The fact that there are still readily available and advertised materials that are not completely fireproof, and that Building Regulations have not yet been fully clarified and amended is a matter of national disgrace irrespective of politics and finance or the professions of those that specified and fitted them.
    I don’t know what RADM’s brief was nor their procurement route, but Trespa Meteon or similar systems seem to have been fitted to many tall buildings, new and old. These buildings and systems should be rapidly and properly tested, then remediated if necessary.
    What is particularly infuriating is that many of the buildings constructed or refurbished over the past 5 to 10 years have been carried out on a ‘Design & Build’ basis for developers who have set up single project companies. Those single project companies made huge profits and insisted that the contractors and Architects sign collateral warranties, and then, after a while went into liquidation meaning that in numerous cases their Directors have avoided liability for the buildings, the designs and the costs of remediation.
    The D&B contractors and subcontractors have also in some cases gone into liquidation to avoid the same onerous liabilities because they changed what the Architect had properly specified as completely fire resistant on cost saving grounds, knowing that on a D&B contract the contractor calls the shots and the Architect has no remit to, or is not even permitted to inspect what is being built on site.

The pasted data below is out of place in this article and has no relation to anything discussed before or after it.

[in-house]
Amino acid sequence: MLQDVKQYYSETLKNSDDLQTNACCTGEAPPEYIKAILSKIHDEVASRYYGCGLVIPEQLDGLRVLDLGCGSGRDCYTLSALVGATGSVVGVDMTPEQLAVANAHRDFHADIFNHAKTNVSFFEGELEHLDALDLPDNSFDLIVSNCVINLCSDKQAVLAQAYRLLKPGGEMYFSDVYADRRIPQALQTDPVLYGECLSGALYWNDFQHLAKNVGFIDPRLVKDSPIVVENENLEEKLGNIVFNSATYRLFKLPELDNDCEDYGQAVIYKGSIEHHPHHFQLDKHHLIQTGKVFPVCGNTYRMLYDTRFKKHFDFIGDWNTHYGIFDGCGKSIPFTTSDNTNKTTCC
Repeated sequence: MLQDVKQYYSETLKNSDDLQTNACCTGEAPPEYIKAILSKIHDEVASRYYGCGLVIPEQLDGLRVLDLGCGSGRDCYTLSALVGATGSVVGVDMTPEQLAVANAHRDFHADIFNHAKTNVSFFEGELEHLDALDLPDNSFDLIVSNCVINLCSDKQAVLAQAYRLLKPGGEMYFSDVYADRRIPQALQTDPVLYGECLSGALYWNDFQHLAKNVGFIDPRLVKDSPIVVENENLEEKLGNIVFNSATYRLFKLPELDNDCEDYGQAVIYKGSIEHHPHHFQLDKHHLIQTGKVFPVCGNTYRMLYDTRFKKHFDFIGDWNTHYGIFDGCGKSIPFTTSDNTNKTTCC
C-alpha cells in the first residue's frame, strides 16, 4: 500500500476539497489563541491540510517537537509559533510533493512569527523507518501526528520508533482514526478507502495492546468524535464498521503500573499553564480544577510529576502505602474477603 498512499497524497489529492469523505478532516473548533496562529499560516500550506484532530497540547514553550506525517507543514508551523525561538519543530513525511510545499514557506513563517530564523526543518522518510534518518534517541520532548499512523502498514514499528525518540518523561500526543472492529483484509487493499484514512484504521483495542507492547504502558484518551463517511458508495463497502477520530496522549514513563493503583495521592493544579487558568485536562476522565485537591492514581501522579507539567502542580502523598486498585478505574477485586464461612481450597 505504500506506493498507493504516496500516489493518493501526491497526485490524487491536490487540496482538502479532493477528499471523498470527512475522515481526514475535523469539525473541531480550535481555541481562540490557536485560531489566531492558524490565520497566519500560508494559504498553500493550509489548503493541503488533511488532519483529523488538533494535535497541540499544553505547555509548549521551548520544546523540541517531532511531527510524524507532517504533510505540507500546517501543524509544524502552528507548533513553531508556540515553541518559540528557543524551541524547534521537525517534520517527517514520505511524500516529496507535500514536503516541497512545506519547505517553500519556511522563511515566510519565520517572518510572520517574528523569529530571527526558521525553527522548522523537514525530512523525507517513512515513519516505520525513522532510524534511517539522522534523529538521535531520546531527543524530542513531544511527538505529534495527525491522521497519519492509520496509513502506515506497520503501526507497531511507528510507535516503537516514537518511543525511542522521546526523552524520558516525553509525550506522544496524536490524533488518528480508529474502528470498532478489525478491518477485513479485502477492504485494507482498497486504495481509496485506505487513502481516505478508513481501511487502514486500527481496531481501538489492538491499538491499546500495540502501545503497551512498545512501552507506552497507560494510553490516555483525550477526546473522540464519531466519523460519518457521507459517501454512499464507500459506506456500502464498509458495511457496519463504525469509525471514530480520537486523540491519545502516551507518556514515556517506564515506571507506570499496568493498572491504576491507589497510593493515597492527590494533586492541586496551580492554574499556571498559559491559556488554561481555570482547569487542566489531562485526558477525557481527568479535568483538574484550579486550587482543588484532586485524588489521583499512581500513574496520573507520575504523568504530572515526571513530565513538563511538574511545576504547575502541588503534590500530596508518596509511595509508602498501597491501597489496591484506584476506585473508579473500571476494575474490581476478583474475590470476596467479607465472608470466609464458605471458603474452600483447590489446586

So, in some cases the only people who are being asked or demanded to pay for the repairs are normal citizens who bought an apartment in a development and cannot afford, in any way, to pay the costs of the repairs and may face bankruptcy and/or homelessness. Some are challenging this in the courts, others can’t afford to. A totally iniquitous situation which the government, of whatever political persuasion, should resolve very rapidly!

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  • MacKenzie Architects

    It might be that this construction has behaved under fire exactly as 'required' by the building regulations. I haven't seen any photos or tv images that have suggested otherwise.
    I hope that in pretty short order, we find what the full façade was specified and constructed with, and what overall damage to the rest of the building resulted.
    It is encouraging at least that all residents escaped safely.

    I also hope that any Inquiry does not take 3 years to publish the first chapter ..........